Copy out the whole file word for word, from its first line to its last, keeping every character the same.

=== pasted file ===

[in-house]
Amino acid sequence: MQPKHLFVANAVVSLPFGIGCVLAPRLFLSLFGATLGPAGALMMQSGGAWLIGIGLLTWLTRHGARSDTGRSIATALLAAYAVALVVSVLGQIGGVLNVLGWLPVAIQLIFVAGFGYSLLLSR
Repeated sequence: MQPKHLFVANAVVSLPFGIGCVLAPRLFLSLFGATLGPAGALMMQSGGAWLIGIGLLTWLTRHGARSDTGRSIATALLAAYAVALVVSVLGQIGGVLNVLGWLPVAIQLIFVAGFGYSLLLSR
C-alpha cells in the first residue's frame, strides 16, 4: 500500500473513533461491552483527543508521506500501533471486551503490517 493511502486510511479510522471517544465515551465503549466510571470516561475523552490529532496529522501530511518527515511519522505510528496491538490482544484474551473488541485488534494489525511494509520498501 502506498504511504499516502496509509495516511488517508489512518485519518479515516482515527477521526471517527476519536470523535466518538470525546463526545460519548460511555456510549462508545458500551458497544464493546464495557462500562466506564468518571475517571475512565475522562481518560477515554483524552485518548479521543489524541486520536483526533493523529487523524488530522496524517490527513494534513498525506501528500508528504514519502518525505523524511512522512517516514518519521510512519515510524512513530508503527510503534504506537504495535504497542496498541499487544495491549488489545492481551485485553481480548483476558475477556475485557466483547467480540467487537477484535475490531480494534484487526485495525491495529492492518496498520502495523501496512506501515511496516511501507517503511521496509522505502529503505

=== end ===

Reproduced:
[in-house]
Amino acid sequence: MQPKHLFVANAVVSLPFGIGCVLAPRLFLSLFGATLGPAGALMMQSGGAWLIGIGLLTWLTRHGARSDTGRSIATALLAAYAVALVVSVLGQIGGVLNVLGWLPVAIQLIFVAGFGYSLLLSR
Repeated sequence: MQPKHLFVANAVVSLPFGIGCVLAPRLFLSLFGATLGPAGALMMQSGGAWLIGIGLLTWLTRHGARSDTGRSIATALLAAYAVALVVSVLGQIGGVLNVLGWLPVAIQLIFVAGFGYSLLLSR
C-alpha cells in the first residue's frame, strides 16, 4: 500500500473513533461491552483527543508521506500501533471486551503490517 493511502486510511479510522471517544465515551465503549466510571470516561475523552490529532496529522501530511518527515511519522505510528496491538490482544484474551473488541485488534494489525511494509520498501 502506498504511504499516502496509509495516511488517508489512518485519518479515516482515527477521526471517527476519536470523535466518538470525546463526545460519548460511555456510549462508545458500551458497544464493546464495557462500562466506564468518571475517571475512565475522562481518560477515554483524552485518548479521543489524541486520536483526533493523529487523524488530522496524517490527513494534513498525506501528500508528504514519502518525505523524511512522512517516514518519521510512519515510524512513530508503527510503534504506537504495535504497542496498541499487544495491549488489545492481551485485553481480548483476558475477556475485557466483547467480540467487537477484535475490531480494534484487526485495525491495529492492518496498520502495523501496512506501515511496516511501507517503511521496509522505502529503505